i urake the Rebellion a success and
the War for the Union a failure. In
short, he was a rebel in feeling as
strictly as Jefferson Davie or Gen
eral Lee. His conduct leaves not
the slightest room for doubt upon
this point. No eympathy for him,
sleeping .in his grave, can ever
change the fact, or modify te moral
features, that he placed himself
practically with the enemies of his
country in the hour when it moat
needed friends. Those who enlo
gize the man dead must, of oursne,
approve of &te rma viig. Ina
iword, oommenudaition of Mr. Val
usndieghamu, whether living or dead,
ae neessarily coneliat0ion of the
Governnment and the people for
putting down the Rebellion by force
of arms.
Passing by his private life, and
speaking onily of his public career,
we have repeatedly and severely
censured the record of Mr. Vallan
digharm; and we now see no occa
sion to take back a single word. The
motto of burying one's faults with
him, and remembering only hit
virtues, is hardly applicable in such
a case. History will not and should
not deal thus leniently with his
name. The Rebellion, with which
he sympathized, wab one of the
greatest crimes known in the annals
of the word. It had not the slight
est justification in any injuries eith
er inflicted or threatened by the
General Government. its great
purpose, as admitted by Alexander
HI. Stephens, wras to perpetuate
slavery and extend its area-a sys
ten which John Wesley described
as "the vilest system upon which
sun ever shone." It was armed
treason against the freest, purest,
and mildest republican government
under which any people ever lived.
It proposed, as the means to its end,
the dissolution of the Union, with
all the prospective damages and
d&a:gers certain to arise therefrom
in the event of its success. It was
a patriotic and religious utity, when
all means of conciliation had failed.
to crush this reb.llion by the sword
No other course was left. The na
tion must die, or the R.1hellion
must be oniered. For four four ln
nyears the Northern people. at a vast
expenlitu;re of treasnr and bl)~o.l
fought this armed tretason, and at
last overwhelhned it. Were they
riihtt in so doing ? If n it, then it
is n ver right to suppress a rebel
lion. Then e;'il g o tvermne:t is 1i
At1hm, not haLving the right to ex
..rcise thLe powers neeC-sa-y To tit
lrewervation of its own exi:.tence.
To rre ;e'tt this question in soim i
of its details, wad. the lamented Iin
e i:u right in his calm and persist
clt purpose to condluct the ,overn
mant to final victory? WA. thi
,:lgress of the Unithidl S.ates right
it d-: i:in-g tie wats nr, mncat:s fot
tmi',ess:tllly 1,r,.,eutin'g the war.u
\\cre the s,,liers a nit officers "h,.
.ustiti.ted the Felderal fortes right
n fi;hiti:g to preserve til Unioiu
d s.,v, t ,.ti.,n Irom bt inig dis
:ii;ttera::ttd aril ruined? Wlas th
pulpit riih: in praying f ,r the sue
.es: tf the armuy. and so lr,:achiill
:s to ati'.u' ,In. l encourage th:
aublic htart? VWere the I:cihl
rieht in lendling their inoneyv to the
i;overilnieilt, antd strt ining ever?
:erve to sust:in it in the day of it.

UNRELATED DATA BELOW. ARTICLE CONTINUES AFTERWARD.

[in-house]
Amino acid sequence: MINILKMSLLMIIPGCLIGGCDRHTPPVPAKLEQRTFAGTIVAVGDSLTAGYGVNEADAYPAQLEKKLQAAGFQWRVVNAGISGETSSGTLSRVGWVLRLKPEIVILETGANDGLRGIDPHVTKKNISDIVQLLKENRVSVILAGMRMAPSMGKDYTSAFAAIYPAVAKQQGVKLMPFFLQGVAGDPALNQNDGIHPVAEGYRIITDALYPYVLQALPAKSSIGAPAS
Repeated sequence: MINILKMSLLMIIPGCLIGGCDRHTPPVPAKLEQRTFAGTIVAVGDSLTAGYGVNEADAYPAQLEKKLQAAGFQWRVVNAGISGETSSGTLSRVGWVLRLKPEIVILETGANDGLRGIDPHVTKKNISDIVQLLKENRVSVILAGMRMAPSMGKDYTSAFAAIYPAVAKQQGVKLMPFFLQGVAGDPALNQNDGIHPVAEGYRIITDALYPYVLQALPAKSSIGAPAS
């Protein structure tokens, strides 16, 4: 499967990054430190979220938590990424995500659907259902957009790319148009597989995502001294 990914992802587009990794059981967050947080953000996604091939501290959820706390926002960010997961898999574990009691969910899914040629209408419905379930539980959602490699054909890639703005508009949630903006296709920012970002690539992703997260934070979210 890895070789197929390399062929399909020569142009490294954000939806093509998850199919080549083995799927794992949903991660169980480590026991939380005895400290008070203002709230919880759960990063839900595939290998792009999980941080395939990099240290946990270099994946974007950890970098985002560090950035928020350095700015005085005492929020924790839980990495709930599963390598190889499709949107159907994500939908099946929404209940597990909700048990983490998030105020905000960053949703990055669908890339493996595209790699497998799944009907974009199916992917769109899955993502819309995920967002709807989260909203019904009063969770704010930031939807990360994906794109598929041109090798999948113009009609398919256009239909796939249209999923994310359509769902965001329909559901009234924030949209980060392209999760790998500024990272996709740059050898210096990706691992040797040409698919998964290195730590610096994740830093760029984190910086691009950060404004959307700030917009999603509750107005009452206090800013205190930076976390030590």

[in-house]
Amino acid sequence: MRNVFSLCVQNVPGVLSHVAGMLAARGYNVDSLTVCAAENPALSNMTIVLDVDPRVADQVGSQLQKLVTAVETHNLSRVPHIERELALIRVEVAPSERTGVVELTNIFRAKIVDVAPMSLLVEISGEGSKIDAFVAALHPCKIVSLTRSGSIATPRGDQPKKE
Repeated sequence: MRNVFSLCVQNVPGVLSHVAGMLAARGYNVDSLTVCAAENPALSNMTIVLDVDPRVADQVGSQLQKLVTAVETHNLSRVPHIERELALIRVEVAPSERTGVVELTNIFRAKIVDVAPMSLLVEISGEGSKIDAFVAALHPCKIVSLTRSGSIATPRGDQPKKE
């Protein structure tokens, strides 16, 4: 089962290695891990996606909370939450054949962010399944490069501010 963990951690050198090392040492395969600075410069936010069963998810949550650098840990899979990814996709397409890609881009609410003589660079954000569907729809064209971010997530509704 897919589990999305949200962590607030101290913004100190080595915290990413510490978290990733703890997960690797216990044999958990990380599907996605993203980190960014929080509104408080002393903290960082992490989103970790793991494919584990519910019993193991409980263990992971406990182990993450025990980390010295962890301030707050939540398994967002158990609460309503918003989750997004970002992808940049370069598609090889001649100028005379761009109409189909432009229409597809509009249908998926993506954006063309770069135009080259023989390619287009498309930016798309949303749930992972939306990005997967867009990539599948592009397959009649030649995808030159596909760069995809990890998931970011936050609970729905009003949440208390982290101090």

eril? Is the nation right in now
:tni riiz the livi\g who fotulht and
irvived the struggle, andi decorat
ng the graves of the heroic d(eal
who, fought and fell?
ThInes questions supply their owe
answer to every man who had thi
head and the heart of a pat riot odur
in"g the war; an answer, moreover.
which lnever c'anged with timne
T7,, G,7ornm,'nt m'as rijht: aid it
'rium ih tew snimly. that of might.
't u.lso ,f riqh'. The Rebellion wat
a crime, and it was thie duty of th.
Government to lLut it dowin. St,
uweo thought themn, and so we thinA
Mr. Vallandigham did n;t st'su"
with his country .and its cusce ii.
hu.s struggle for the right He was
found on the side of its entnrit(s
an:rd this in ti' inglorious rcor.;
that will go to posterity. It ought
to be condemned. It wasecondemu
ed while he was living; and his deat I
f.urnishcs no reasou for Changing
;his judgment. His so-called "N.ni
Departure' indicated no softenin;
his old unpatriotic and proslavery
principles, but was merely a pro
feo~ssed acceptance of results against
which he had fought with all his
We believe it to be a duty to hold
up such ch racters to public acrn.
their bad example. The fact that
they believed themrslves right
though it may modify the degre
of their guilt in a court of con'cince.
no more justifies their wrong titaa,
was Sauml of Tartarnt justified by a
like beflif when perseeuting the
dimsiples of Jesums. Let the day be
Ifar distant when a sympathizer with
such treason may conceal his offense
by an honest faith in the treason.
There are somoe.errors of judgment
which no man can innocently com
mit. - There are some obhigations
iia le pect to which every oe is
bound to think right, as the intete
- Id
L--I--- -- -
Of all personal habits there is no
one that contributes more to success
in life than that of early rising. The
advautages to be derived from it
have been exp:atiated upon by teach
ors from time immemorial: and they
have been felt and appreciated by all
who have cultivated it.
But the practica' question is. How
i i this useful habit to be acquired?
And the answer is, very easily, at
this season of the year. The sun
willfhelp you toward it, ifyou sleep
in a room exposed to the east, with
your blinds open, so that the first
light of the morning can enter the
windows unobstrueted. It isdifflc
ult to sloeplong with the bright sun
beams streamin faull upon your eye
lids. And the h tbit of early awak
ening, thus easily formed in sum
mer, is apt to adhere to one in win
ter, when hours of useful labor mwy
be performed before the sun shows
himself, and while the stars are
s.hining brightly from heaven.
One is struck, in reading the lives
of great men, to find how many of
them were in the habit of rising
early. It is said that Jonsi QINCv
.kmDri allowed himself regularly
only four hours of sleep. When he